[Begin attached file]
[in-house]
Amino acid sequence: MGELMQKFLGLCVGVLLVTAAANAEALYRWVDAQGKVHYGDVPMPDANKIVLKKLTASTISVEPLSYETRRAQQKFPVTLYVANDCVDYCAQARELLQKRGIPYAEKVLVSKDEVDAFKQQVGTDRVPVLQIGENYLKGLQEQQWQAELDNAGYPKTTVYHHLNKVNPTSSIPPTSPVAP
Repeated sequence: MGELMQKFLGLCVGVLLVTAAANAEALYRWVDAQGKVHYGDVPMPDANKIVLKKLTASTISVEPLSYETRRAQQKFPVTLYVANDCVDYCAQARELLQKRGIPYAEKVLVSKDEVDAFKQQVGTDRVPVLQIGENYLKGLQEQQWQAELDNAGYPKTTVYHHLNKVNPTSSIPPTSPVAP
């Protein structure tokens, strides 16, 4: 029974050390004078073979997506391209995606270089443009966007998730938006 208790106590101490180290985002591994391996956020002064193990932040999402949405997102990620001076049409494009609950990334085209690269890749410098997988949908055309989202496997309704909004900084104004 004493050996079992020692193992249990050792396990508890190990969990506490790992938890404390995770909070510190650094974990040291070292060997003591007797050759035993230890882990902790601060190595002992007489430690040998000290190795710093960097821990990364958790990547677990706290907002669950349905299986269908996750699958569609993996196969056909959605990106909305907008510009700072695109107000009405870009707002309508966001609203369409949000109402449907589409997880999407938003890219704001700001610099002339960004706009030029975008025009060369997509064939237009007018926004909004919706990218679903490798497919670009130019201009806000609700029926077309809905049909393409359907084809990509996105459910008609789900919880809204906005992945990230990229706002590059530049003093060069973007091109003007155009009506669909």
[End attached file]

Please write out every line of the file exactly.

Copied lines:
[in-house]
Amino acid sequence: MGELMQKFLGLCVGVLLVTAAANAEALYRWVDAQGKVHYGDVPMPDANKIVLKKLTASTISVEPLSYETRRAQQKFPVTLYVANDCVDYCAQARELLQKRGIPYAEKVLVSKDEVDAFKQQVGTDRVPVLQIGENYLKGLQEQQWQAELDNAGYPKTTVYHHLNKVNPTSSIPPTSPVAP
Repeated sequence: MGELMQKFLGLCVGVLLVTAAANAEALYRWVDAQGKVHYGDVPMPDANKIVLKKLTASTISVEPLSYETRRAQQKFPVTLYVANDCVDYCAQARELLQKRGIPYAEKVLVSKDEVDAFKQQVGTDRVPVLQIGENYLKGLQEQQWQAELDNAGYPKTTVYHHLNKVNPTSSIPPTSPVAP
């Protein structure tokens, strides 16, 4: 029974050390004078073979997506391209995606270089443009966007998730938006 208790106590101490180290985002591994391996956020002064193990932040999402949405997102990620001076049409494009609950990334085209690269890749410098997988949908055309989202496997309704909004900084104004 004493050996079992020692193992249990050792396990508890190990969990506490790992938890404390995770909070510190650094974990040291070292060997003591007797050759035993230890882990902790601060190595002992007489430690040998000290190795710093960097821990990364958790990547677990706290907002669950349905299986269908996750699958569609993996196969056909959605990106909305907008510009700072695109107000009405870009707002309508966001609203369409949000109402449907589409997880999407938003890219704001700001610099002339960004706009030029975008025009060369997509064939237009007018926004909004919706990218679903490798497919670009130019201009806000609700029926077309809905049909393409359907084809990509996105459910008609789900919880809204906005992945990230990229706002590059530049003093060069973007091109003007155009009506669909």